Translocate species - Translocate worms

How is the evidence assessed?
  • Effectiveness
  • Certainty
  • Harms

Study locations

Key messages

  • One study examined the effects of translocating worm species on their wild populations. The study was in Scottish Lochs (UK).




  • Worm survival (1 study): One replicated, controlled study in Scottish Lochs found that no reef-forming red tube worm survived when translocated to a new Loch, but survival was high when worms were translocated back to its source Loch.
  • Worm condition (1 study): One replicated, controlled study in Scottish Lochs found that no reef-forming red tube worm survived and so no growth was recorded when translocated to a new loch, worms translocated back to its source Loch grew.

About key messages

Key messages provide a descriptive index to studies we have found that test this intervention.

Studies are not directly comparable or of equal value. When making decisions based on this evidence, you should consider factors such as study size, study design, reported metrics and relevance of the study to your situation, rather than simply counting the number of studies that support a particular interpretation.

Supporting evidence from individual studies

  1. A replicated, controlled study in 2004–2005 of four soft seabed sites in two sea lochs in west Scotland, UK (Hughes et al. 2008) found that a year after translocation, survivorship and growth of the reef-forming red tube worm Serpula vermicularis were different when translocated to a new Loch or back to the source Loch. In Loch Sween (new Loch), translocated tubes gradually disappeared and only remnants remained after one year. No mortality and growth data were recorded for Loch Sween. In Loch Creran (the source Loch) 76% of tubes were recovered after one year. Mortality averaged 5.3% and tube growth averaged 32–33 mm/year at Loch Creran. In June and July 2004, clusters of tubes containing living individuals of the red tube worm were manually collected by divers from one site in Loch Creran. Seven to ten days later, 10 clusters (10 tubes with living worm/cluster) were translocated at 1 m intervals to each of four sites: two in Loch Sween where wild populations died out (3–4 m depth) and two back in Loch Creran (9–10 m depth). For a year, clusters were monitored at intervals, and the remaining clusters recovered in July 2005. For each tube, the presence of living worm was recorded, and its growth measured.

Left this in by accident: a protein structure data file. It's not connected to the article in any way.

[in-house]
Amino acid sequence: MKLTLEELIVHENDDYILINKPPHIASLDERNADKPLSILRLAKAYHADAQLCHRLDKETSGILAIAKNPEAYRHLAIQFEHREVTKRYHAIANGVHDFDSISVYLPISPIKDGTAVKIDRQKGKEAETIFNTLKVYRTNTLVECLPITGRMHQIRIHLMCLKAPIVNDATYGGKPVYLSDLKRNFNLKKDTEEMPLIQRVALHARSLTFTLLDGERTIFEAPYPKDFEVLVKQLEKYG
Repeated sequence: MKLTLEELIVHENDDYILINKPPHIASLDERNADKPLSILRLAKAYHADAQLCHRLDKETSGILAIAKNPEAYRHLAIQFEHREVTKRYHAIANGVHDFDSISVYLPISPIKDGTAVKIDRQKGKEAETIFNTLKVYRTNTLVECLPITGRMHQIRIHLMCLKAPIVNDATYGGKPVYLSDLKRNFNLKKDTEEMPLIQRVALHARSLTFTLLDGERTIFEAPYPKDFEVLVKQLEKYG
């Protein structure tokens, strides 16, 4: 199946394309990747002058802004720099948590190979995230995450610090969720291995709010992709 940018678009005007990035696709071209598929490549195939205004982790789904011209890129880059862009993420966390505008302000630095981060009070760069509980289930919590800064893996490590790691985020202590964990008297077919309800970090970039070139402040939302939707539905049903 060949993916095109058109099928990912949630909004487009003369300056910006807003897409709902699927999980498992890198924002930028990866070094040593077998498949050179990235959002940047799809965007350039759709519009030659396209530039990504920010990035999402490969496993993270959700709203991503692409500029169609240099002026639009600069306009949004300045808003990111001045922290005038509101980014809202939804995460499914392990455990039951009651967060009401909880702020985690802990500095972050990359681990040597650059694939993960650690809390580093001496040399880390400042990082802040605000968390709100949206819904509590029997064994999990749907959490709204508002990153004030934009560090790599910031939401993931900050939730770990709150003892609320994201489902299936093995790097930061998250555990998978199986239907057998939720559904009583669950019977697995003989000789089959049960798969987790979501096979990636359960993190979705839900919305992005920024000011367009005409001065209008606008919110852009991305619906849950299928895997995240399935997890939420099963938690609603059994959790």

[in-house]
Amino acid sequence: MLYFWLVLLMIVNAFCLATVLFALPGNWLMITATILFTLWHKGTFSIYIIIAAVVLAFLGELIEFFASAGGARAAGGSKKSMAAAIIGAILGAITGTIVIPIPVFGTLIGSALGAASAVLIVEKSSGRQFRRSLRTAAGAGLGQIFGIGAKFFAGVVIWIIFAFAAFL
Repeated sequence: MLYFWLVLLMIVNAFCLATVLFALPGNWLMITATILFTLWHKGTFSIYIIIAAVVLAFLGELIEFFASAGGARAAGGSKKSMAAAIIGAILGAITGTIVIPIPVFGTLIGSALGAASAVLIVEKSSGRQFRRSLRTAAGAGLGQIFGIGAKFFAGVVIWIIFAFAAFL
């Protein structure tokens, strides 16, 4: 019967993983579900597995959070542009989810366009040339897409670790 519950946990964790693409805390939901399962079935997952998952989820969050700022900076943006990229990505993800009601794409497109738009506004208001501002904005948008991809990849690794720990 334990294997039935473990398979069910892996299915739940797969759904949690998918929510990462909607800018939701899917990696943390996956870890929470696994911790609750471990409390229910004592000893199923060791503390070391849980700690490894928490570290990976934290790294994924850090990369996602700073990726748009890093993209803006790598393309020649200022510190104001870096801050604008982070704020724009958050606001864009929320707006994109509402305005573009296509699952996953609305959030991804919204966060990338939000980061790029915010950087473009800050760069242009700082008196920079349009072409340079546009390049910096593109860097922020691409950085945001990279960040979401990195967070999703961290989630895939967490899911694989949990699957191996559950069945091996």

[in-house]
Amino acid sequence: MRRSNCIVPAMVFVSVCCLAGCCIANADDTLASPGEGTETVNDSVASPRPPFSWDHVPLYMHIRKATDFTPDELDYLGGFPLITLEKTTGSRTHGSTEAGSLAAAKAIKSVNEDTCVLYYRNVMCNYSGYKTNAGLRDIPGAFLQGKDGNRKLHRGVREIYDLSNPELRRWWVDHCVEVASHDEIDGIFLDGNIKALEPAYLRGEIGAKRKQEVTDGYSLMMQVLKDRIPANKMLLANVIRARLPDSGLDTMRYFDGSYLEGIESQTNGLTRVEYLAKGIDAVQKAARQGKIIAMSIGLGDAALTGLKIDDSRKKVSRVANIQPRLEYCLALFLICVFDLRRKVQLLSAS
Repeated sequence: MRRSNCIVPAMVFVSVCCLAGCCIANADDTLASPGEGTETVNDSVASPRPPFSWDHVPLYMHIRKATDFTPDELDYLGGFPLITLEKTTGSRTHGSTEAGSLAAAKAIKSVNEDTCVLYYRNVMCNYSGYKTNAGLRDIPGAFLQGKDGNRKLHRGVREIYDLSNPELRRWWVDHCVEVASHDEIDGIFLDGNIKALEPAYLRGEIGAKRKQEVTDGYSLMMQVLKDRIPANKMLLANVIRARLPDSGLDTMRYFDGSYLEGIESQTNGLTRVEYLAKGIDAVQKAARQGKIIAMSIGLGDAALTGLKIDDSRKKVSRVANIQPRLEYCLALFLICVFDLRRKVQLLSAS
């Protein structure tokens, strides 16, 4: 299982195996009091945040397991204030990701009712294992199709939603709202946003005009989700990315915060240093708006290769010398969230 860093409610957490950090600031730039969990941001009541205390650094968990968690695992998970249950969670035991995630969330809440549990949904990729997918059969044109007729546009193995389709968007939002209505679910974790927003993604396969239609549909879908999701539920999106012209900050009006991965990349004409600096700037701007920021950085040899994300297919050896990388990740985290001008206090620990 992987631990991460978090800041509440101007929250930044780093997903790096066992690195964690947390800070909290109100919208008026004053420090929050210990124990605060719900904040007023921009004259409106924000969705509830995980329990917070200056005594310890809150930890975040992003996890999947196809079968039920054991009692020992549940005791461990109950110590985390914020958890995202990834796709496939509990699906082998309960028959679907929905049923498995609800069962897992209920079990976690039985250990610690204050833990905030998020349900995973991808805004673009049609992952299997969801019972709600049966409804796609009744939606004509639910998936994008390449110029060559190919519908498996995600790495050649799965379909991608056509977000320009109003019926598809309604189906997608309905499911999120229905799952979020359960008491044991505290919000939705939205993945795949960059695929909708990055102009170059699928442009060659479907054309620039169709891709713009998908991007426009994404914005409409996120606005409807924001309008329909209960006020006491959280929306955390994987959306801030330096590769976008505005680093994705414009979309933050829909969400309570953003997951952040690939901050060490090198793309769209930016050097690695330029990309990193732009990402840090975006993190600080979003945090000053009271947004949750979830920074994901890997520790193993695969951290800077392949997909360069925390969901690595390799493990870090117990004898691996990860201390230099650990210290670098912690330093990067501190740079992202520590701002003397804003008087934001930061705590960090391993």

Study and other actions tested
Please cite as:

Lemasson, A.J., Pettit, L.R., Smith, R.K. & Sutherland, W.J. (2020) Subtidal Benthic Invertebrate Conservation. Pages 635-732 in: W.J. Sutherland, L.V. Dicks, S.O. Petrovan & R.K. Smith (eds) What Works in Conservation 2020. Open Book Publishers, Cambridge, UK.

Where has this evidence come from?

List of journals searched by synopsis

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Subtidal Benthic Invertebrate Conservation

This Action forms part of the Action Synopsis:

Subtidal Benthic Invertebrate Conservation
Subtidal Benthic Invertebrate Conservation

Subtidal Benthic Invertebrate Conservation - Published 2020

What Works 2021 cover

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